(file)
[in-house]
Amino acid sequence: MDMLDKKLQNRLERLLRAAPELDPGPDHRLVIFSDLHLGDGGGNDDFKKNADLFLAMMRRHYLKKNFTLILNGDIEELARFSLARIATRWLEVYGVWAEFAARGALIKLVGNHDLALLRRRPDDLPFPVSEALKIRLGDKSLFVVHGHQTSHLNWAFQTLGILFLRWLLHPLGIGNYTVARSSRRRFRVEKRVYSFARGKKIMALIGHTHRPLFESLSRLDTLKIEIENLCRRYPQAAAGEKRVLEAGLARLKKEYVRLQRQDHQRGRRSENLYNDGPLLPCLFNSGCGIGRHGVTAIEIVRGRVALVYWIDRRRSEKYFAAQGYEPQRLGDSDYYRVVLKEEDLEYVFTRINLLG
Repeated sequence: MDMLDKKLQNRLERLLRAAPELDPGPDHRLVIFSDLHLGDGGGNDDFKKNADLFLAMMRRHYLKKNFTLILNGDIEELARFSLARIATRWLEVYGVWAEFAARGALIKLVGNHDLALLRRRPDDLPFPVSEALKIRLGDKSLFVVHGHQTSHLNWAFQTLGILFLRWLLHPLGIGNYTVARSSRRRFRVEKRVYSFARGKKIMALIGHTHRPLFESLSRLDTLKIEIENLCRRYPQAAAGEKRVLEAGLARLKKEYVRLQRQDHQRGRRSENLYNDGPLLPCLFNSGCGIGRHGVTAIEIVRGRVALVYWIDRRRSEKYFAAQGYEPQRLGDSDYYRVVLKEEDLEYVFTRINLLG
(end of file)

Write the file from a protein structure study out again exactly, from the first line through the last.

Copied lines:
[in-house]
Amino acid sequence: MDMLDKKLQNRLERLLRAAPELDPGPDHRLVIFSDLHLGDGGGNDDFKKNADLFLAMMRRHYLKKNFTLILNGDIEELARFSLARIATRWLEVYGVWAEFAARGALIKLVGNHDLALLRRRPDDLPFPVSEALKIRLGDKSLFVVHGHQTSHLNWAFQTLGILFLRWLLHPLGIGNYTVARSSRRRFRVEKRVYSFARGKKIMALIGHTHRPLFESLSRLDTLKIEIENLCRRYPQAAAGEKRVLEAGLARLKKEYVRLQRQDHQRGRRSENLYNDGPLLPCLFNSGCGIGRHGVTAIEIVRGRVALVYWIDRRRSEKYFAAQGYEPQRLGDSDYYRVVLKEEDLEYVFTRINLLG
Repeated sequence: MDMLDKKLQNRLERLLRAAPELDPGPDHRLVIFSDLHLGDGGGNDDFKKNADLFLAMMRRHYLKKNFTLILNGDIEELARFSLARIATRWLEVYGVWAEFAARGALIKLVGNHDLALLRRRPDDLPFPVSEALKIRLGDKSLFVVHGHQTSHLNWAFQTLGILFLRWLLHPLGIGNYTVARSSRRRFRVEKRVYSFARGKKIMALIGHTHRPLFESLSRLDTLKIEIENLCRRYPQAAAGEKRVLEAGLARLKKEYVRLQRQDHQRGRRSENLYNDGPLLPCLFNSGCGIGRHGVTAIEIVRGRVALVYWIDRRRSEKYFAAQGYEPQRLGDSDYYRVVLKEEDLEYVFTRINLLG